Virginia saltmarsh mallow (Kosteletzkya pentacarpos) is a shrub-like wildflower with showy pink blooms. It occurs naturally in salt and freshwater marshes, swamps, sloughs, coastal swales and wet thickets throughout much of the state. It blooms spring through fall, peaking in summer and attracting butterflies, hummingbirds and ants.
Clasping Venus’ looking-glass (Triodanis perfoliata) is an annual herbaceous wildflower that typically flowers late winter through spring. It is pollinated by bees, flies and small butterflies and moths.
Violet butterwort (Pinguicula ionantha) is a rare insectivorous wildflower. That’s right — it eats insects! Hairs on its leaf surface secrete a sticky substance in which insects become trapped.
A member of the mustard family, Virginia pepperweed (Lepidium virginicum) is edible to humans. It is the host plant for the checkered white and Great Southern white butterflies. Bees love it, too!
Virginia willow (Itea virginica) is a spreading shrub with showy spikes of tiny white flowers that bloom late winter through early summer. The plant provides food and cover for wildlife.
Walter’s aster (Symphyotrichum walteri) in late fall and early winter, providing nectar and pollen to butterflies, bees and other pollinators at a time when floral resources are limited.
Walter’s viburnum (Viburnum obovatum) has showy spring flowers that pollinators love, and produce abundant fruit in summer and fall on which birds and other wildlife feast.
In late summer and early fall, shallow freshwater wetlands across Florida burst to life with tall stands of Water cowbane. It is a larval host for the Eastern black swallowtail butterfly and the flowers attract a wide variety of pollinators.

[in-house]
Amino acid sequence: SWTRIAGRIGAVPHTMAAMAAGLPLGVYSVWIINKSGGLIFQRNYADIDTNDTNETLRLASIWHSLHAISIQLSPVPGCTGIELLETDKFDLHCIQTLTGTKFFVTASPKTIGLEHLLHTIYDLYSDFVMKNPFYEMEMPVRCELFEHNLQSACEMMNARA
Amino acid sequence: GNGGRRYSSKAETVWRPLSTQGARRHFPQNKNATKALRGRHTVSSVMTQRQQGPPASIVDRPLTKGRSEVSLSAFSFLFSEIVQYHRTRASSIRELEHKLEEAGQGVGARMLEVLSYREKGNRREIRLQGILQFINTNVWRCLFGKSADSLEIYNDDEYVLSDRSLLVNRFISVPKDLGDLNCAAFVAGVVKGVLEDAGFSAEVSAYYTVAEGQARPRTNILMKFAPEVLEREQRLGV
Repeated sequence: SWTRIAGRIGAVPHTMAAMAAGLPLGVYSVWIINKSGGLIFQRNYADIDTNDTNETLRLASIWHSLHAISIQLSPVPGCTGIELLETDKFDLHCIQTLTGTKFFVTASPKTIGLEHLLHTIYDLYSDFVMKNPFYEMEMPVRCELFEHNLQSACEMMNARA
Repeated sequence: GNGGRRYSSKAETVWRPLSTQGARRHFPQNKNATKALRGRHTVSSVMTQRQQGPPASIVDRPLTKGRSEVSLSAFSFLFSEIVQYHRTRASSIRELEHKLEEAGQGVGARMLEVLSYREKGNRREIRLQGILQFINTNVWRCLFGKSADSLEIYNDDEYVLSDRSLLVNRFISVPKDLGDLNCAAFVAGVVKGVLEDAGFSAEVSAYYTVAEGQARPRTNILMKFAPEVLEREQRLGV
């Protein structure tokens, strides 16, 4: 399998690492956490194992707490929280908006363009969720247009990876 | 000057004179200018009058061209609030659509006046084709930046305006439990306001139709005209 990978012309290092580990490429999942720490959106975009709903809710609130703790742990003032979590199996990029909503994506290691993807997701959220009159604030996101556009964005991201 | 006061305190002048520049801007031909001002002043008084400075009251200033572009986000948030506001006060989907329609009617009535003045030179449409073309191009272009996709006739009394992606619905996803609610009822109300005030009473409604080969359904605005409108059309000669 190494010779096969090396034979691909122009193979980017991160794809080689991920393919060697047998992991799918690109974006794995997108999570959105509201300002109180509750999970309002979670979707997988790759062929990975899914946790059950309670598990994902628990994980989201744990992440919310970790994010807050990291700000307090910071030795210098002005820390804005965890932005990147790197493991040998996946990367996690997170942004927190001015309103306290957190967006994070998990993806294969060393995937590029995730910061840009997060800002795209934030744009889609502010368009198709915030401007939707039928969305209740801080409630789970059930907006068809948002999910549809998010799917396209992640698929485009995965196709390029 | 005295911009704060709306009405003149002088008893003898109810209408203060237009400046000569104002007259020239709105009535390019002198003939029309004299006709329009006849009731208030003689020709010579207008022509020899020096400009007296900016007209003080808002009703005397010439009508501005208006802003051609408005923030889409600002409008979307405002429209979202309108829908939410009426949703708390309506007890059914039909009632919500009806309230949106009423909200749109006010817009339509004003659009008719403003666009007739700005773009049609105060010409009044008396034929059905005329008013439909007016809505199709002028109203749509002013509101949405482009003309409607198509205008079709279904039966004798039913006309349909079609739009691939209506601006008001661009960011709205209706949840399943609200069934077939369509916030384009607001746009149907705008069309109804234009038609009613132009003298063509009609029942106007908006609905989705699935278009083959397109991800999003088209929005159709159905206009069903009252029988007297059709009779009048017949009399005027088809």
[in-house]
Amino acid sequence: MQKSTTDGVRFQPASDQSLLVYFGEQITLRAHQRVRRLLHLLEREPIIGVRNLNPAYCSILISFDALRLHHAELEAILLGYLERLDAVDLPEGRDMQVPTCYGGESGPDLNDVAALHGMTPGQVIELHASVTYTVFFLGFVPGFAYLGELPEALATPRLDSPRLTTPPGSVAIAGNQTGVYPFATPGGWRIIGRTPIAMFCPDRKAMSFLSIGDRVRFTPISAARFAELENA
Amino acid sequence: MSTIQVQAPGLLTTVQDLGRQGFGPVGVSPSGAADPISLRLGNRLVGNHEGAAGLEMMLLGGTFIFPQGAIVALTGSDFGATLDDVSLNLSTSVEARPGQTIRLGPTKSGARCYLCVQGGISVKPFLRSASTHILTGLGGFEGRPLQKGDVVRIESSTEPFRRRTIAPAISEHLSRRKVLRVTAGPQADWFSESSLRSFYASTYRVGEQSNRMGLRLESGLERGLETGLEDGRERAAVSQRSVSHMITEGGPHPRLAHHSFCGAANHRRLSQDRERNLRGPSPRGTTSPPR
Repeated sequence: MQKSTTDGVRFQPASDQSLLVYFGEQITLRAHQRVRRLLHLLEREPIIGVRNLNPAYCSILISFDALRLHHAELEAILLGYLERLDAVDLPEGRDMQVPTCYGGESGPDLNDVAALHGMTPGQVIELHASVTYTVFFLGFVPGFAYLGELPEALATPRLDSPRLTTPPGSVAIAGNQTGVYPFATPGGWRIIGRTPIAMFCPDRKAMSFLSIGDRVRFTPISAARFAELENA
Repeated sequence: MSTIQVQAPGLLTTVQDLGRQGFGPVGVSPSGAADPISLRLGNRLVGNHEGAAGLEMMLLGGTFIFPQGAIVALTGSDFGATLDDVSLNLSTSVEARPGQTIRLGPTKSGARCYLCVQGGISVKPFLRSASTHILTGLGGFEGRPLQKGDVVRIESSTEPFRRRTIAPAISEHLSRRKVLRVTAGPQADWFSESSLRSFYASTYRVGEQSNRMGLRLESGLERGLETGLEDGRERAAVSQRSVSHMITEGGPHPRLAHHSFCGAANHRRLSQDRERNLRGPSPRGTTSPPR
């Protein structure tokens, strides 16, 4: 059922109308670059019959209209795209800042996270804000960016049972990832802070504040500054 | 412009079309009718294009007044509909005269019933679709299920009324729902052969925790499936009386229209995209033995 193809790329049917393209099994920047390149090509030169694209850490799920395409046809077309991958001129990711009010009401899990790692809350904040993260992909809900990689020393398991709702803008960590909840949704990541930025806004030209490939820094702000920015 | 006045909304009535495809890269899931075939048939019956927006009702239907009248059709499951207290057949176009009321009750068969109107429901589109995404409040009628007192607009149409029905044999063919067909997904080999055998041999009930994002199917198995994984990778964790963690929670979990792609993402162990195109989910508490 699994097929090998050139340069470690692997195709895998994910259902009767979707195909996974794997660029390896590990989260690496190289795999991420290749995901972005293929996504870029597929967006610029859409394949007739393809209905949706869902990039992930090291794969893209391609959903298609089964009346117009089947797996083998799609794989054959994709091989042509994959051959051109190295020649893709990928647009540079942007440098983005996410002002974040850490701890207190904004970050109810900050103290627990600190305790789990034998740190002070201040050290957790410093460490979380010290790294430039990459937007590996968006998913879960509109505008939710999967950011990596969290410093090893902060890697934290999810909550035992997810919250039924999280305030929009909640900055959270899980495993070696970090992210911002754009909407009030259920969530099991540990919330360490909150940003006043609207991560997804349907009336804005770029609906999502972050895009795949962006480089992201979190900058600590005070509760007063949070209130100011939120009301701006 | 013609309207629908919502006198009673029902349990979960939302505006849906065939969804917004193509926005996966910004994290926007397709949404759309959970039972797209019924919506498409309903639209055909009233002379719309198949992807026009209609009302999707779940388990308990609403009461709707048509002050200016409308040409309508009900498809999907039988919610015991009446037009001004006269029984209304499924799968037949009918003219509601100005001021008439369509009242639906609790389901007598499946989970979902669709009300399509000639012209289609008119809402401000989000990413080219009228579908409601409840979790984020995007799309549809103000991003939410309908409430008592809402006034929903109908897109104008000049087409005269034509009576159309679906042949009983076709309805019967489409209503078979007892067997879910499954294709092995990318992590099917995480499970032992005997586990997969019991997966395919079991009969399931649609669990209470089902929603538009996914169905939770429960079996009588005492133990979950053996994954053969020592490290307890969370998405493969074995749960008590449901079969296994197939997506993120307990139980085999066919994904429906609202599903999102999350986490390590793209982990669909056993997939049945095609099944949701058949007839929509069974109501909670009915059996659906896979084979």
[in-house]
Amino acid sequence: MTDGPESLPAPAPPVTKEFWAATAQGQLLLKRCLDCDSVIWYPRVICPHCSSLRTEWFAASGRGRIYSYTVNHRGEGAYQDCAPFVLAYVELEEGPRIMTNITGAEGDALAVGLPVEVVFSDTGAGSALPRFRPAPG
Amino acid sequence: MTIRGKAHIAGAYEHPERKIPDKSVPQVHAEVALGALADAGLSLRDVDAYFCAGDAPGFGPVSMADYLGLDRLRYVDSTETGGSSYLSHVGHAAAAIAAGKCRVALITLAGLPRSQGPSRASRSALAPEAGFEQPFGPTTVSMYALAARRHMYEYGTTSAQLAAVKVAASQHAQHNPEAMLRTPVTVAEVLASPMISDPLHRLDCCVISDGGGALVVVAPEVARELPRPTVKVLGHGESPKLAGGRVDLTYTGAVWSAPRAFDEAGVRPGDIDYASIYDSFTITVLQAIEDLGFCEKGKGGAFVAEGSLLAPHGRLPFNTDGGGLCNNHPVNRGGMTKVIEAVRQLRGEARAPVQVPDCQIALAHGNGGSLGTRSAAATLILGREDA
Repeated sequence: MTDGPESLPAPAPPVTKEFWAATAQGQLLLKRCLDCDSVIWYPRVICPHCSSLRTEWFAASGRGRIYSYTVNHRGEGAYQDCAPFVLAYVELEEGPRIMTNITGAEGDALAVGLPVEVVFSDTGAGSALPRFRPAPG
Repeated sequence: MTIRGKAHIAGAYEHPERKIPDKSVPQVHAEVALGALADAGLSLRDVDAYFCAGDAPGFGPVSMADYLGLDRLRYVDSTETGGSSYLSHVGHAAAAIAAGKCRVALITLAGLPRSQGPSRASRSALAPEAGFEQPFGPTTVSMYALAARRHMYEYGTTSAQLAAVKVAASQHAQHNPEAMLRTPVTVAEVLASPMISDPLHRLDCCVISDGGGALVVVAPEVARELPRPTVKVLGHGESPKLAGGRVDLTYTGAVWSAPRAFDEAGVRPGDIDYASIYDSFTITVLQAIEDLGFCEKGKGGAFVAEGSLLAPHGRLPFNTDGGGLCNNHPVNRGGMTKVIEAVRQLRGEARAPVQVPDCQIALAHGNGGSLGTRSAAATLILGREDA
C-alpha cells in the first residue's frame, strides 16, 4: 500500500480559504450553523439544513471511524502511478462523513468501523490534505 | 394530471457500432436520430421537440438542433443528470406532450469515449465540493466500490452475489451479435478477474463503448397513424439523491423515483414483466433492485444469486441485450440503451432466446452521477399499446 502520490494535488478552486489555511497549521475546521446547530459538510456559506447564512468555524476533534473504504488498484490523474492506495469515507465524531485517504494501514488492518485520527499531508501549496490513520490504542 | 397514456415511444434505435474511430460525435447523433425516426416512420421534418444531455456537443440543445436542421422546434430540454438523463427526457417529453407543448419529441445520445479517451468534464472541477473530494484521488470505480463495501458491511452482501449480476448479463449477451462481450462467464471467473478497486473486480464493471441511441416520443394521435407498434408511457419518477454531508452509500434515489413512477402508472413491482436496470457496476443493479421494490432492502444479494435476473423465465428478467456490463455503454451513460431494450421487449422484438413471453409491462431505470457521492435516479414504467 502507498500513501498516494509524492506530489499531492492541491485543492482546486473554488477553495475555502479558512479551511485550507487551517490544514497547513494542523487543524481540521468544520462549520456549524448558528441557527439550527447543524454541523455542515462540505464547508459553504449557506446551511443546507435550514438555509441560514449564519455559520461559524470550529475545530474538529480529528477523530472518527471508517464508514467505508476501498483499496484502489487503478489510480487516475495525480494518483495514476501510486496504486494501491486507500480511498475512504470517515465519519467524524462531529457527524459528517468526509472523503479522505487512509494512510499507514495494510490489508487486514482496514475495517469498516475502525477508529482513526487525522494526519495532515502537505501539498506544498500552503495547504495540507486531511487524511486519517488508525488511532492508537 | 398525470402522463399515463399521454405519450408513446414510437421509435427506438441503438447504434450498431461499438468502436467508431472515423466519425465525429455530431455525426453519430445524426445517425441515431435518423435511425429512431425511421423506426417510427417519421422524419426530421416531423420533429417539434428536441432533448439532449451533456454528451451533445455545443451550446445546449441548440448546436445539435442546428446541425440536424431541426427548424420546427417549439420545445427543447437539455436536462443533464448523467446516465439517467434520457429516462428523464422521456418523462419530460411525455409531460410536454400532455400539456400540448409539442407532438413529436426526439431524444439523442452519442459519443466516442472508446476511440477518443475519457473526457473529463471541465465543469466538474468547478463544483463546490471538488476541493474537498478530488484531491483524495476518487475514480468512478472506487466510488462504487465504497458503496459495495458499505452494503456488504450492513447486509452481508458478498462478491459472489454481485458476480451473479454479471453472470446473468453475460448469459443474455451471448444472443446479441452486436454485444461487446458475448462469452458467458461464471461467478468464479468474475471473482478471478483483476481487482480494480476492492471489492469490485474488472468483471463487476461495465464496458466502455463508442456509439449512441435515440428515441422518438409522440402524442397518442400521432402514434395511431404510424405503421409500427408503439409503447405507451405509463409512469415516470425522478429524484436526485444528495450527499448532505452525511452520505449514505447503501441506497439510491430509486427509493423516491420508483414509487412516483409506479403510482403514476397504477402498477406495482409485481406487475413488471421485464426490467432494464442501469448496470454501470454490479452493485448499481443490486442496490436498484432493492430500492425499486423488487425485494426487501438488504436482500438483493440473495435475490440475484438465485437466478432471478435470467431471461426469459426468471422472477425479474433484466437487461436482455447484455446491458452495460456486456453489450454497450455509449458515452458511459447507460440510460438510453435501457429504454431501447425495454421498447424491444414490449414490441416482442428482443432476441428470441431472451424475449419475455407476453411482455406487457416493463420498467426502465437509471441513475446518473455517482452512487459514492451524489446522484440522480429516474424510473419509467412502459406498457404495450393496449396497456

White birds-in-a-nest (Macbridea alba) is a rare and unique wildflower endemic to only four counties in Florida’s Panhandle. Its flowers bloom May through July and attract mostly bees.
White fringed orchid is a striking wildflower found in bogs and wet meadows across North and Central Florida. The summer blooms attract many pollinators from bees to butterflies and moths.
Diminutive in size but not in beauty, White screwstem takes a keen eye and a bit of determination to find. It blooms in winter through early spring and is found in wet flatwoods and bogs.
White stopper (Eugenia axillaris) has fragrant flowers that bloom year-round, attracting many types of pollinators. Its fruits are eaten by birds and wildlife. Humans can eat them, too.
White wild indigo (Baptisia alba) has showy white blooms that attract many pollinators. The plant is a larval host plant for the Wild indigo duskywing and Zarucco duskywing butterflies.
Whitemouth dayflower (Commelina erecta) blooms attract a variety of pollinators, especially bees. Seeds are eaten by birds, and the foliage is sometimes consumed by gopher tortoises.
Also known as Pink prairie clover and Pinktassels, Whitetassels (Dalea carnea var. carnea) is an uncommon wildflower found in mesic flatwoods, open meadows and pine rocklands. Its distinct flowers bloom in late spring through early fall and are attractive to pollinators, especially bees. The seeds are eaten by birds and other wildlife.
Also known as Dixie aster, Whitetop aster (Sericocarpus tortifolius) is a perennial wildflower found in sandhills, pine flatwoods, upland mixed woodlands and forest margins throughout Florida. It blooms summer through fall and attracts many butterflies, bees and other pollinators.
Whorled milkweed (Asclepias verticillata) is one of the smaller, more delicate native milkweeds and is easily overlooked when not in bloom. It flowers late spring through late summer/early fall.
Wild blue phlox (Phlox divaricate) is a delicate perennial wildflower. Its beautiful blooms appear from spring into early summer in slope forests, bluffs and calcareous hammocks.